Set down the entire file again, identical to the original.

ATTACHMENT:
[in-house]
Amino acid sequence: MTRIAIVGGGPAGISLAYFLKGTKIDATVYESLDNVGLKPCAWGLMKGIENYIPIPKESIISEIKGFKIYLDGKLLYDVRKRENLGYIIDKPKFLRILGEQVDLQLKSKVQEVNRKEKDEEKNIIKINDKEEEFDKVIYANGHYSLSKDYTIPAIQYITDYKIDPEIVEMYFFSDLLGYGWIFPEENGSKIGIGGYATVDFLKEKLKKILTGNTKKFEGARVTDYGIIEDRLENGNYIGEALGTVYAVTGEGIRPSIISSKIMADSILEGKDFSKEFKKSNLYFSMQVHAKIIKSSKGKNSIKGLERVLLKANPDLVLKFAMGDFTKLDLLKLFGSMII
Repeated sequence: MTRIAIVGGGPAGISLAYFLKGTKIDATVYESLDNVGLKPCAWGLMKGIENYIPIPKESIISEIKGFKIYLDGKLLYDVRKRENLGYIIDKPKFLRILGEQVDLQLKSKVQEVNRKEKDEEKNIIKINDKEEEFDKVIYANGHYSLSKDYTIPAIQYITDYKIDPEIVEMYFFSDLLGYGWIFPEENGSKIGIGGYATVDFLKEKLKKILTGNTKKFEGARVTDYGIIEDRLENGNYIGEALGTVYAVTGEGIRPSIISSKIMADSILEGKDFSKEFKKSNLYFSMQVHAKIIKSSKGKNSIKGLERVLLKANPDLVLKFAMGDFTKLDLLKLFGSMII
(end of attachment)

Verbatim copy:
[in-house]
Amino acid sequence: MTRIAIVGGGPAGISLAYFLKGTKIDATVYESLDNVGLKPCAWGLMKGIENYIPIPKESIISEIKGFKIYLDGKLLYDVRKRENLGYIIDKPKFLRILGEQVDLQLKSKVQEVNRKEKDEEKNIIKINDKEEEFDKVIYANGHYSLSKDYTIPAIQYITDYKIDPEIVEMYFFSDLLGYGWIFPEENGSKIGIGGYATVDFLKEKLKKILTGNTKKFEGARVTDYGIIEDRLENGNYIGEALGTVYAVTGEGIRPSIISSKIMADSILEGKDFSKEFKKSNLYFSMQVHAKIIKSSKGKNSIKGLERVLLKANPDLVLKFAMGDFTKLDLLKLFGSMII
Repeated sequence: MTRIAIVGGGPAGISLAYFLKGTKIDATVYESLDNVGLKPCAWGLMKGIENYIPIPKESIISEIKGFKIYLDGKLLYDVRKRENLGYIIDKPKFLRILGEQVDLQLKSKVQEVNRKEKDEEKNIIKINDKEEEFDKVIYANGHYSLSKDYTIPAIQYITDYKIDPEIVEMYFFSDLLGYGWIFPEENGSKIGIGGYATVDFLKEKLKKILTGNTKKFEGARVTDYGIIEDRLENGNYIGEALGTVYAVTGEGIRPSIISSKIMADSILEGKDFSKEFKKSNLYFSMQVHAKIIKSSKGKNSIKGLERVLLKANPDLVLKFAMGDFTKLDLLKLFGSMII